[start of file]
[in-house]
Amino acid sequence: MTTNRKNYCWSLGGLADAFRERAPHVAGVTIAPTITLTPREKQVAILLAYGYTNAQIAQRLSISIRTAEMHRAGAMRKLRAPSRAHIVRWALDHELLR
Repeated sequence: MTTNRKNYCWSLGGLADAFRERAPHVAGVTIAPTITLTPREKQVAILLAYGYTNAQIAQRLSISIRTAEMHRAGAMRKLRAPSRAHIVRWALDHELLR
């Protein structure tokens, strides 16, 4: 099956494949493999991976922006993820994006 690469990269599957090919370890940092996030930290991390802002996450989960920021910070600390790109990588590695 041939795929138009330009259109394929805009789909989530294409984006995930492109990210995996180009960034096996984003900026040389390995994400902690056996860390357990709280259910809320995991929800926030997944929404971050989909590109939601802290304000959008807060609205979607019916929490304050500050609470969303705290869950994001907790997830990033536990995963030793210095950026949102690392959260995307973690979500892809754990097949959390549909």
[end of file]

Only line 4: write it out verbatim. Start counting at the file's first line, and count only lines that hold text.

């Protein structure tokens, strides 16, 4: 099956494949493999991976922006993820994006 690469990269599957090919370890940092996030930290991390802002996450989960920021910070600390790109990588590695 041939795929138009330009259109394929805009789909989530294409984006995930492109990210995996180009960034096996984003900026040389390995994400902690056996860390357990709280259910809320995991929800926030997944929404971050989909590109939601802290304000959008807060609205979607019916929490304050500050609470969303705290869950994001907790997830990033536990995963030793210095950026949102690392959260995307973690979500892809754990097949959390549909």